Red River Ox Cart

photo of Ox Cart on displayThe Ox Cart on display at GCHS is the oldest and crudest ox cart known to exist in Minnesota. This cart, dating to the 1820s or 1830s, is made entirely of wood including the axle, and has solid wood wheels.
William (Bill) Goetzinger, one of the original promoters of the Museum, in visiting with a professor from Carleton College, learned that this ox cart was housed at Carlton College but they were open to letting someone else have it. Since the Grant County Museum had just become a reality, Bill worked with Carleton College and the Minnesota Historical Society to have the Ox Cart become a prize exhibit for the Grant County Historical Society.
Although this specific cart may not have been used on the Red River Trails around Douglas and Grant County, it is an original ox cart, not a reproduction.
Ox carts have a prominent place in Minnesota’s history and even before statehood. These carts transported furs from Canadian trappers and trappers in the northwest area of Minnesota to St. Paul.The ox carts were built to traverse bogs, ford rivers, and travel up and down rock-strewn hills. The carts were made of oak, and used buffalo hide to lash the axles to the cart.  The wheels would rub against the wooden axle creating a deafening screech. Some drivers used grease or fat from frying foods or from animals such as frogs or even a skunk as Gilman notes. An ox cart “train” could consist of 120 carts up to 300 carts. Distance covered in a day could be eighteen to twenty miles, although another source suggests eight to fifteen miles a day.  
Goods transported by the ox carts were furs, pemmican, dried buffalo meat, moccasins and skin garments from the northern area of Minnesota, North Dakota and Canada. Gilman lists the goods transported from St. Paul to those northern areas as groceries, tobacco, liquor, dry goods, clothing, tools, hardware, guns, ammunition, and farm implements.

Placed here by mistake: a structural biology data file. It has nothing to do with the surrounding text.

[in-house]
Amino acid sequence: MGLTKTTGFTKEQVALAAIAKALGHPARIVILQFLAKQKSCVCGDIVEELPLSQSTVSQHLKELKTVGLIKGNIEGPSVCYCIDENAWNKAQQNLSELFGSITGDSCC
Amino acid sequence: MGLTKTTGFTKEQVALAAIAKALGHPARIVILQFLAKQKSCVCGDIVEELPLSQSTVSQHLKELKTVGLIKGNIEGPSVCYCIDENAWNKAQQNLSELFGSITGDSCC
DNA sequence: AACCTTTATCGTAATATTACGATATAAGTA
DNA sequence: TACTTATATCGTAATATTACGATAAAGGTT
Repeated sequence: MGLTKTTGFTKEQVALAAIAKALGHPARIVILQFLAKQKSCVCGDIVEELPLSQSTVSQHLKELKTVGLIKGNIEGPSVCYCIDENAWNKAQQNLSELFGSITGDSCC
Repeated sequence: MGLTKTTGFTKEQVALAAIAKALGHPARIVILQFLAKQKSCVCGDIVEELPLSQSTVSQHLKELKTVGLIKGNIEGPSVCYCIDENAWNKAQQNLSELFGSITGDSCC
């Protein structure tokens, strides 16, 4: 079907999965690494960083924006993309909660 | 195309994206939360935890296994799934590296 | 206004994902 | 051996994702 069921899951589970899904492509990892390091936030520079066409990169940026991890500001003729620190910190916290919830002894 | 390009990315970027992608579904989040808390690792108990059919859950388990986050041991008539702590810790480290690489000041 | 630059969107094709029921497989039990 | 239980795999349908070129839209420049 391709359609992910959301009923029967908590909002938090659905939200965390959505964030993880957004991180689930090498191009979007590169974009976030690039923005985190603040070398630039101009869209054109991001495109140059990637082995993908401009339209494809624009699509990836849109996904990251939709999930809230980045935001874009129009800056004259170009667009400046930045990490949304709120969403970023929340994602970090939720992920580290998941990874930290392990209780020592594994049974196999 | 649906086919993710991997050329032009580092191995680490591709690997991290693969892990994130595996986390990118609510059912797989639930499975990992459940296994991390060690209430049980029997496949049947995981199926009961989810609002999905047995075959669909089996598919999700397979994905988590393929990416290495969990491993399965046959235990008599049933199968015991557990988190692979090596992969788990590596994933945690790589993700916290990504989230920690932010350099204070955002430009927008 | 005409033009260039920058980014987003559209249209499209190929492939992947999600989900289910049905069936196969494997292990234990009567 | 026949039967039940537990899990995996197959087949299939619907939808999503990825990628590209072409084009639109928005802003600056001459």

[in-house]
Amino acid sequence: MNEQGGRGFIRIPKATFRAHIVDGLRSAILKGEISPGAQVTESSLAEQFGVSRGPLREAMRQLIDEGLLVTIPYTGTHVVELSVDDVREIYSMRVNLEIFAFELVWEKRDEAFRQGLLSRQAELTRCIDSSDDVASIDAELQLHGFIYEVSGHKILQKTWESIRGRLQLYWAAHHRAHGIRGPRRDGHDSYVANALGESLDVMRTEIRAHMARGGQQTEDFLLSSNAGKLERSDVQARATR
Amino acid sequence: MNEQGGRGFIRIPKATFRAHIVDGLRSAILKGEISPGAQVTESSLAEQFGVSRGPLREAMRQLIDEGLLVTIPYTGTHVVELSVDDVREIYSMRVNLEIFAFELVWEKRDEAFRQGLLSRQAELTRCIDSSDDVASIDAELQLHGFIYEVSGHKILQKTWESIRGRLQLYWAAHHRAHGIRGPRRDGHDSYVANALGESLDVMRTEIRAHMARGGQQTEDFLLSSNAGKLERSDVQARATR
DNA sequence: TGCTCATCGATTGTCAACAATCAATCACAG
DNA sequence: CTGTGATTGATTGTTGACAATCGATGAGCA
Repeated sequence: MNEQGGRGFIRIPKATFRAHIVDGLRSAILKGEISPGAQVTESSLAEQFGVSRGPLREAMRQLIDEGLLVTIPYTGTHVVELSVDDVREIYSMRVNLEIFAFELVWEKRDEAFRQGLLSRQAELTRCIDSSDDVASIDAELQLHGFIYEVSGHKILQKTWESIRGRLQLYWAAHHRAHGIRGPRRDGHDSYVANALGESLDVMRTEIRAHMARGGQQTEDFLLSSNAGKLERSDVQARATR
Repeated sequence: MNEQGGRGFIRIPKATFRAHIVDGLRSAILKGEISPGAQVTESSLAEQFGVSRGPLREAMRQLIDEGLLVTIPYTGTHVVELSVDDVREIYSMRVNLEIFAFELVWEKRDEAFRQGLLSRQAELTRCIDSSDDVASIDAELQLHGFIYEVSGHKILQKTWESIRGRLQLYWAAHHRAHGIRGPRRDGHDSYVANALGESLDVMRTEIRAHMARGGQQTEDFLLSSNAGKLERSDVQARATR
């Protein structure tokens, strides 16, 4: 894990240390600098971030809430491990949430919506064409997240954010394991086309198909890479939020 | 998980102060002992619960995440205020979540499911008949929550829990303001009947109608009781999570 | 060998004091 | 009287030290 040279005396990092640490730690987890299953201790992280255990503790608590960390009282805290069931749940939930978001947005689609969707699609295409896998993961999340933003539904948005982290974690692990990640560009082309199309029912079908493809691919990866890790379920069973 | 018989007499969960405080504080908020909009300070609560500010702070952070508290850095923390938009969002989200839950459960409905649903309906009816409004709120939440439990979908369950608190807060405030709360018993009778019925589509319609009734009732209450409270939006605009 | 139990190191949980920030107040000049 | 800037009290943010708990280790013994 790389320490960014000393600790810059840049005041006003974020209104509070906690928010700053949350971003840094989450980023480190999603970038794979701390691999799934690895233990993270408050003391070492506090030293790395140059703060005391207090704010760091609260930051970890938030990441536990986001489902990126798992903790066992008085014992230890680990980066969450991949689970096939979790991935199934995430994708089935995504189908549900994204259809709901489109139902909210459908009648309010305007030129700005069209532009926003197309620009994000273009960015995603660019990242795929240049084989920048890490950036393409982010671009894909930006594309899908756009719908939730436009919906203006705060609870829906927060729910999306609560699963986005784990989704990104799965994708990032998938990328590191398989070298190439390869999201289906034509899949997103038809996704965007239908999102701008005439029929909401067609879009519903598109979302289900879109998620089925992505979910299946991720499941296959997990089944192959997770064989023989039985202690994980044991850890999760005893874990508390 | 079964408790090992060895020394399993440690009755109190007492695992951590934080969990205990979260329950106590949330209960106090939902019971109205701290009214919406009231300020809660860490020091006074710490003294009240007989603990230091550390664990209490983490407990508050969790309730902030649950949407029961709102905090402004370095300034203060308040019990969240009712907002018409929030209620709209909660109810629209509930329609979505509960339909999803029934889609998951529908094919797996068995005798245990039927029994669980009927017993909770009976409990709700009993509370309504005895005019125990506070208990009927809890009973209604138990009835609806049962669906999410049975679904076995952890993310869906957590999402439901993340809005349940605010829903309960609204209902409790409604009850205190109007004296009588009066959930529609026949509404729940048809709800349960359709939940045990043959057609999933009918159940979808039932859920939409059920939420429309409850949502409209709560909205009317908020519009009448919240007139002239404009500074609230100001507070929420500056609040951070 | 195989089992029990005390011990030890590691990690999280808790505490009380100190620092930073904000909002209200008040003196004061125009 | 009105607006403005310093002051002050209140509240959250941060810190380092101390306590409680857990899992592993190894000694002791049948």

There were several Red River trails going between St. Paul and the Red River Settlement at Fort Garry, which later became Winnipeg. Gilman maps the main trails as the Manitoba, North Dakota, Minnesota Valley, Woods, Middle, and Metropolitan trails. From these main trails were other trails.The Trail passing through Grant County was the Middle Trail, going through Elbow Lake, to Lightning Lake on a southeast to northwest angle. Fort Pomme de Terre,in the northeast corner of Grant County, was on another trail called the Stage River. Gilman’s book has several good maps illustrating the many trails used.
Not only did the oxcarts develop the means to transport goods, in later years, many of the trails became stagecoach roads. Yet later, roads and highways followed the ox cart trails or were built parallel to some of parts of the ox cart trails. 
By Linda Westrom Updated 4.11.22
Photo by Tom Grout
Gilman, Rhoda R, The Red River Trails. Minnesota Historical Society, 1979.
Goetzinger, William M. “Bill”. Trails. This spiral bound softcover book was compiled by Bill Goetzinger of articles written for the Grant County Herald. It was originally published in 1934. It is available for purchase at the Grant County Museum.